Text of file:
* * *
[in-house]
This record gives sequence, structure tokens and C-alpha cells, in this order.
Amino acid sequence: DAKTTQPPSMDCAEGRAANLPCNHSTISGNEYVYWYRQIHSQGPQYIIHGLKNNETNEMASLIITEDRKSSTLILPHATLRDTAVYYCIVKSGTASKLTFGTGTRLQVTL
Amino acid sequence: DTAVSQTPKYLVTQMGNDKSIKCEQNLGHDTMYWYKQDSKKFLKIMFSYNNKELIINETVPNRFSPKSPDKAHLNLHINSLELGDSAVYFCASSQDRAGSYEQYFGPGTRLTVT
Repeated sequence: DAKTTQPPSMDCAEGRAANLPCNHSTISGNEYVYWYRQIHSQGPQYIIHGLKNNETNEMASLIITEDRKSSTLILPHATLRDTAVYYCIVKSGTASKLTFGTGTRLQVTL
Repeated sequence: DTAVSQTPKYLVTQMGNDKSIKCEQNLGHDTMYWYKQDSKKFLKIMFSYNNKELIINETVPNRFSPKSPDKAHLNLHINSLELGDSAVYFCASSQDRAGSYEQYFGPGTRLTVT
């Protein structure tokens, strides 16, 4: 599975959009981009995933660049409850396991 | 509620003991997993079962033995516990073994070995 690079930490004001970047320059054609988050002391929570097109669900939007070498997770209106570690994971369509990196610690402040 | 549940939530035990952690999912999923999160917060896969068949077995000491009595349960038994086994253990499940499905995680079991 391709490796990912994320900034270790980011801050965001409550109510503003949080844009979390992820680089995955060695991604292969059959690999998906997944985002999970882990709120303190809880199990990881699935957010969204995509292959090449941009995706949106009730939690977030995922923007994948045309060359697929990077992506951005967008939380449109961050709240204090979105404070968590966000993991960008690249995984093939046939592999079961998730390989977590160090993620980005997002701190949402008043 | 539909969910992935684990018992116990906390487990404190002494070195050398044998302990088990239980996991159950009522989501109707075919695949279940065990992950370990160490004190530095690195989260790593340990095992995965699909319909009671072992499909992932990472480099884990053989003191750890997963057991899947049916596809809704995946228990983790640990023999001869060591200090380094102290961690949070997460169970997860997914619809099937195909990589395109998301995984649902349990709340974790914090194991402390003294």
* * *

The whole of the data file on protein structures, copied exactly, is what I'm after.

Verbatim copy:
[in-house]
This record gives sequence, structure tokens and C-alpha cells, in this order.
Amino acid sequence: DAKTTQPPSMDCAEGRAANLPCNHSTISGNEYVYWYRQIHSQGPQYIIHGLKNNETNEMASLIITEDRKSSTLILPHATLRDTAVYYCIVKSGTASKLTFGTGTRLQVTL
Amino acid sequence: DTAVSQTPKYLVTQMGNDKSIKCEQNLGHDTMYWYKQDSKKFLKIMFSYNNKELIINETVPNRFSPKSPDKAHLNLHINSLELGDSAVYFCASSQDRAGSYEQYFGPGTRLTVT
Repeated sequence: DAKTTQPPSMDCAEGRAANLPCNHSTISGNEYVYWYRQIHSQGPQYIIHGLKNNETNEMASLIITEDRKSSTLILPHATLRDTAVYYCIVKSGTASKLTFGTGTRLQVTL
Repeated sequence: DTAVSQTPKYLVTQMGNDKSIKCEQNLGHDTMYWYKQDSKKFLKIMFSYNNKELIINETVPNRFSPKSPDKAHLNLHINSLELGDSAVYFCASSQDRAGSYEQYFGPGTRLTVT
């Protein structure tokens, strides 16, 4: 599975959009981009995933660049409850396991 | 509620003991997993079962033995516990073994070995 690079930490004001970047320059054609988050002391929570097109669900939007070498997770209106570690994971369509990196610690402040 | 549940939530035990952690999912999923999160917060896969068949077995000491009595349960038994086994253990499940499905995680079991 391709490796990912994320900034270790980011801050965001409550109510503003949080844009979390992820680089995955060695991604292969059959690999998906997944985002999970882990709120303190809880199990990881699935957010969204995509292959090449941009995706949106009730939690977030995922923007994948045309060359697929990077992506951005967008939380449109961050709240204090979105404070968590966000993991960008690249995984093939046939592999079961998730390989977590160090993620980005997002701190949402008043 | 539909969910992935684990018992116990906390487990404190002494070195050398044998302990088990239980996991159950009522989501109707075919695949279940065990992950370990160490004190530095690195989260790593340990095992995965699909319909009671072992499909992932990472480099884990053989003191750890997963057991899947049916596809809704995946228990983790640990023999001869060591200090380094102290961690949070997460169970997860997914619809099937195909990589395109998301995984649902349990709340974790914090194991402390003294």